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 “There’s a magic in the way your two guitars and voices interweave. And I’m becoming a bit of a fan” -Brooks Williams


Silvington Concert

As a change from the usual jumble sale, it was decided to make this season's fundraiser for St James the Great Church something little different, and so on a draughty evening on 16th February over sixty guests assembled in

Slapton Village Hall to partake of an impressive supper and to hear Silvington play.

Tricia Moore and John Connor make up this duo of gifted acoustic guitarists with folksy sound at times more than little reminiscent of Ewan McColl and Peggy Seeger. Many of the songs on the evening's playlist were written by themselves - several have a strong

Devonian flavour and featured some of our better known historical characters.

For example, "The Fyshinge Feaste"

celebrated the annual trout supper held to commemorate the water supply (Drake's Leat) which Sir Francis Drake created to bring water from Dartmoor to the city of Plymouth; "Sir Walter's Almaine" is jig in memory of Sir Walter Raleigh and has more than touch of Bob Newhart about it, Several of the numbers had rousing choruses to them including "Chasing Dreams" and "Walking on Sunday".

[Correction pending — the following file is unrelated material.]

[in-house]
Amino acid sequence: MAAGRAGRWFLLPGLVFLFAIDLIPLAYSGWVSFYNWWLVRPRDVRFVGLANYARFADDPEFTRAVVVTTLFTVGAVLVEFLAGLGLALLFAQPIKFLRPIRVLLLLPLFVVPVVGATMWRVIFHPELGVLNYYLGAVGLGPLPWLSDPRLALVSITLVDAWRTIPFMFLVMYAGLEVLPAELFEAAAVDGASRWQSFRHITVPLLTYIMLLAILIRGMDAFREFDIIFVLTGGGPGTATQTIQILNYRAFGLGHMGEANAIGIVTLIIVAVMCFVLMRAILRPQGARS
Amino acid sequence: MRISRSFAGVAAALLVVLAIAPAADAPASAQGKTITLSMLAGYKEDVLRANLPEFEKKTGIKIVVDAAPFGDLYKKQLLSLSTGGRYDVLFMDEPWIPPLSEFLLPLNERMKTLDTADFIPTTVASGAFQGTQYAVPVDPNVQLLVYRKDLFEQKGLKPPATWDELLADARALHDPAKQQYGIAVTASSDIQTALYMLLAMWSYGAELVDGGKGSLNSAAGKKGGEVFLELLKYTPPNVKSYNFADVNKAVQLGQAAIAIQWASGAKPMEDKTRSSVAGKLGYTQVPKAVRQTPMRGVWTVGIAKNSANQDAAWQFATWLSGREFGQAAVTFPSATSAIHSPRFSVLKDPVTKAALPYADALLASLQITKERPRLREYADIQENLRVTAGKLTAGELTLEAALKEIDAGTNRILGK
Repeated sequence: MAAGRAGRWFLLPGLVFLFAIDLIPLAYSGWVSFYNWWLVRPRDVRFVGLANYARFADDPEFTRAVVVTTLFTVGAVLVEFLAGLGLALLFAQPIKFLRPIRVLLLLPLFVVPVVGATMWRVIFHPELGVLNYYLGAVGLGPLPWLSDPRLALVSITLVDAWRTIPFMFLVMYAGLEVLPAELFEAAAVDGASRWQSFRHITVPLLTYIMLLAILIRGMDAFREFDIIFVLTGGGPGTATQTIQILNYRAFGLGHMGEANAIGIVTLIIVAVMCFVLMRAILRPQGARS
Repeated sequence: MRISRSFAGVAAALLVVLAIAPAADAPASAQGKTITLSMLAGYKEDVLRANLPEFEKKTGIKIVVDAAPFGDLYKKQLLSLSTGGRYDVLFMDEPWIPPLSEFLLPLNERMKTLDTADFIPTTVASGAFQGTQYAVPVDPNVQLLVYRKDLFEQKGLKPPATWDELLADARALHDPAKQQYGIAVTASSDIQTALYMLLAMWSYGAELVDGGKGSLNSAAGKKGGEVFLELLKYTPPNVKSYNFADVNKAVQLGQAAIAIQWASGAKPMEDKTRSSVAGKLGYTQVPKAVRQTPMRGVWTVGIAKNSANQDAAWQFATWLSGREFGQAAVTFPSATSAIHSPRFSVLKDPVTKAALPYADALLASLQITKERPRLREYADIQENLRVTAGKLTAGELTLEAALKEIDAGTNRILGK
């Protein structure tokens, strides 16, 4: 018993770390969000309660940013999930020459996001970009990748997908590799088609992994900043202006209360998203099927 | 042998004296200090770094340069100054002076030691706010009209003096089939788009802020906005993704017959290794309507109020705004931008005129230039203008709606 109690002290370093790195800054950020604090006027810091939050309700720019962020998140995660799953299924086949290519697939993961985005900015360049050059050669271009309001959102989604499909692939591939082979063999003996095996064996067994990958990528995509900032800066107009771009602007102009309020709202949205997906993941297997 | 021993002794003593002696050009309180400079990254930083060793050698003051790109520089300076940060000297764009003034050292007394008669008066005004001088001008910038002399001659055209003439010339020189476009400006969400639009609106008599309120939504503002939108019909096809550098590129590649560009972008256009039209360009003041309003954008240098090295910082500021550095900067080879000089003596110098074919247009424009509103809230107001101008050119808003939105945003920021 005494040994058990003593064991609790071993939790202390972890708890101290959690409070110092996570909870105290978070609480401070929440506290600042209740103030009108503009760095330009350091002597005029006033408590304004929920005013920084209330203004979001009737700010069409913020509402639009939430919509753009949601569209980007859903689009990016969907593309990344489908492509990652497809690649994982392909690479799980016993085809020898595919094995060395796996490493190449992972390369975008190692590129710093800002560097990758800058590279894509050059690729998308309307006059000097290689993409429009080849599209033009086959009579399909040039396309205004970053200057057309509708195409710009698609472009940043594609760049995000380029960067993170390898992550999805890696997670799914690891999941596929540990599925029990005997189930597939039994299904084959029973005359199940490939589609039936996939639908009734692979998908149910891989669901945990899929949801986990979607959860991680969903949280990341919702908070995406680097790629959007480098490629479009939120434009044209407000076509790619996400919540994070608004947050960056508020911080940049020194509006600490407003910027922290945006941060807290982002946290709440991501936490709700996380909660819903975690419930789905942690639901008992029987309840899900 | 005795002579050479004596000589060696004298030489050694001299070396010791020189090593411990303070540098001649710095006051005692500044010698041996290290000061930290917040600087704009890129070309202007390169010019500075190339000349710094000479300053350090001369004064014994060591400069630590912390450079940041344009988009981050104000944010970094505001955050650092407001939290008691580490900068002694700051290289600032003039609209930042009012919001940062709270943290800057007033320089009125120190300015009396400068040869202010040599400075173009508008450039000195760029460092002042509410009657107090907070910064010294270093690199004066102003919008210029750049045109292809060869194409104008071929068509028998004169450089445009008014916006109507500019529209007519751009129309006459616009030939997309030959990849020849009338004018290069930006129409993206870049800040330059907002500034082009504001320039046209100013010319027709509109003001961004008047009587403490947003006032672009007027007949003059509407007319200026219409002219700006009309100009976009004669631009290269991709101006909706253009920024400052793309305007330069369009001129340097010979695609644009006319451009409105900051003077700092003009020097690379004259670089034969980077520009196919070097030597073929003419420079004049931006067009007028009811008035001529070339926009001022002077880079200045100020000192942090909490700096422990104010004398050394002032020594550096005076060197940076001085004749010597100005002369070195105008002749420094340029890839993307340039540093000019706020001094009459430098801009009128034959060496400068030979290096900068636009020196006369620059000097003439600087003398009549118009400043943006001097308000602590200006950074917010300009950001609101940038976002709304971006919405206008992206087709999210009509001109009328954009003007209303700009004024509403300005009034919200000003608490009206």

"Dancing on the Hoe" and "Women of Steel" celebrated somewhat more recent events - the former describing the habit of Plymouth citizens of holding tea dances outside on Plymouth Hoe while the bombs were falling during World War Two and the latter applauding the women who took over the production of steel in Sheffield when the men had to go off and fight; the sound of the presses hammering away came clearly through the music.

Many of their other songs had a strong

narrative quality, not least those especially written for their latest album called "A Song in Every Window". This collection was inspired by the stained glass windows in Plymouth Guildhall, which Tricia had occasion to study while waiting to give blood One of their most recent compositions which was actually premiered on the night was a tribute to the sacrifices made during Exercise Tiger. Called simply "Tiger", we are very pleased to be allowed to print the words

in this magazine on page 24,

in addition to their own songs the duo also gave us taste of others which fitted in very well with their style of singing. Particularly effective were their versions of Roberta Flack's"Killing Me Softly" and the Crystal Gayle hit from the seventies,

"Don't lt Make My Brown Eyes Blue". Sting's "Fields of Gold" rounded off their selection of covers.

Puddings were partaken of during the interval which also included a raffle, and the whole evening was deemed to be most enjoyable, as well as raising healthy contribution towards church funds,

David Murphy

Deadline for Slapton Lines May-June 2019 issue is

Monday 1Oth April 2019 or 01 548 580627

For advertising contact Anne Murphy on 01548 580627 or

For subscriptions contact Carol Beaumont on 0'1548581481

or at

a review of the new CD

“There’s a song in every window” done in "What's Afoot", the quarterly magazine of Devon Folk